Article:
- Are people worried about privacy when it comes to smart speakers or are they not?
- One set of reports says they are; another charts rising sales of smart speakers
- Maybe we’re all looking two ways on this
According to an international Capgemini Research Institute report (participants in the US, UK, France and Germany) almost half of its respondents now own a voice activated device along the lines of Amazon’s Echo or Google’s Home. That’s a steep climb from the 25 per cent who admitted owning one back at the end of 2017.
But here’s the head-scratcher. At the same time a similar proportion (52 per cent) were worried that their private conversations might be being recorded.
It’s unlikely that there’s an even split with all the worriers in one camp, speakerless, and the smart speaker owners in the other merrily sending their private conversations to Bezos for analysis. There has to be a group of speaker owners who at the same time worry and I’m one of them... sort of.
I suspect that, like many tech enthusiasts, I bought a smart speaker because I was interested to see whether it worked and whether I would find it useful.
As I consider that my private conversations and utterances (mostly shouting at the television news) would be of little interest to anyone and, at this stage of the game, not likely to be cleverly analysed by any of the FAANGs, I discounted the privacy risk while reserving the right to be outraged should it turn out that Bezos was, in fact, listening in. Either way I’m ahead.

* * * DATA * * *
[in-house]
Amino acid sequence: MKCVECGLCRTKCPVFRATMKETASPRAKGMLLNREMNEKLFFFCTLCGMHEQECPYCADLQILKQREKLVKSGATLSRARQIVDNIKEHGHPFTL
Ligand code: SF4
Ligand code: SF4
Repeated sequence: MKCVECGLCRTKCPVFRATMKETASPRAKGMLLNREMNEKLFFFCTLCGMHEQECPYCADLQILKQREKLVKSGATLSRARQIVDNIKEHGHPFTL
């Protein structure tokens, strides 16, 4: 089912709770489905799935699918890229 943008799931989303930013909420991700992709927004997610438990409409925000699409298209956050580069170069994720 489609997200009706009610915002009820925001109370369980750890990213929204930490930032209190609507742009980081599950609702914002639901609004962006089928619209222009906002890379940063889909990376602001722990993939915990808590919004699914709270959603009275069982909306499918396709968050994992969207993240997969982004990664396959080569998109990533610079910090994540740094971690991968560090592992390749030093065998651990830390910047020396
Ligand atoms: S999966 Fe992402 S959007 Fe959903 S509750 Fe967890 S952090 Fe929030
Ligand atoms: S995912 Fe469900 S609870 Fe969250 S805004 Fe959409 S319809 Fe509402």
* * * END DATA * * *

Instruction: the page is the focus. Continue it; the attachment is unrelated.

I don’t find my smart speaker particularly useful. I sometimes use it to turn on the radio but that’s about it. Every now and then, like a dog thinking someone has uttered the word ‘walkies’, it comes suddenly to life and gets frisky. I usually tell it to shut up, but not so politely.
Most of the time I forget it’s there. It’s simply easier to tap on a keyboard and look into a screen for the result than to engage in a monosyllabic conversation with a half-wit who continually misunderstands your meaning [insert own joke].
I suspect that at least some of the worried smart speaker owners either soon will, or already do, feel the same. After all, they must also contend with increasing reports of privacy outrages too (that's if they manage to get their speaker to turn on the news, of course). Things like reports that Facebook has been transcribing user conversations without permission for research purposes. It all adds to the uncertainty.
But despite this the smart home market (much broader than just smart speakers, of course, although they seem to predominate these days) continues to forge ahead.
IHS Markit calculates that the smart home category (connected gadgets for all the family) will grow five-fold between 2018 and 2023. From $41 billion last year to $192 billion in around five years’ time.
The market watchers rope together things like smart lighting, smart speakers and ‘connected major home appliances’ to come up with this number. So, as well as what might be termed gadgetry (smart speakers) where the smarts involved can be considered the major part of the gadget’s value, but not all (after all, our living rooms have always featured sound systems), we’re talking about major ironmongery like washing machines and refrigerators. In those categories the ‘smart’ part can be considered almost incidental from both bill of materials (BOM) and customer value standpoints.
So adding those smarts into the total at their hosts’ sticker prices in the shop might be considered slightly misleading and lead us to the perennial ‘who actually needs a smart refrigerator anyway?’ question. To which I might add, “who needs a fridge that’s telling someone somewhere what I’m eating?”
Just a little Brexit joke for you: obviously a UK smart speaker should be branded Mr. Speaker and be awoken with the command “Order”.
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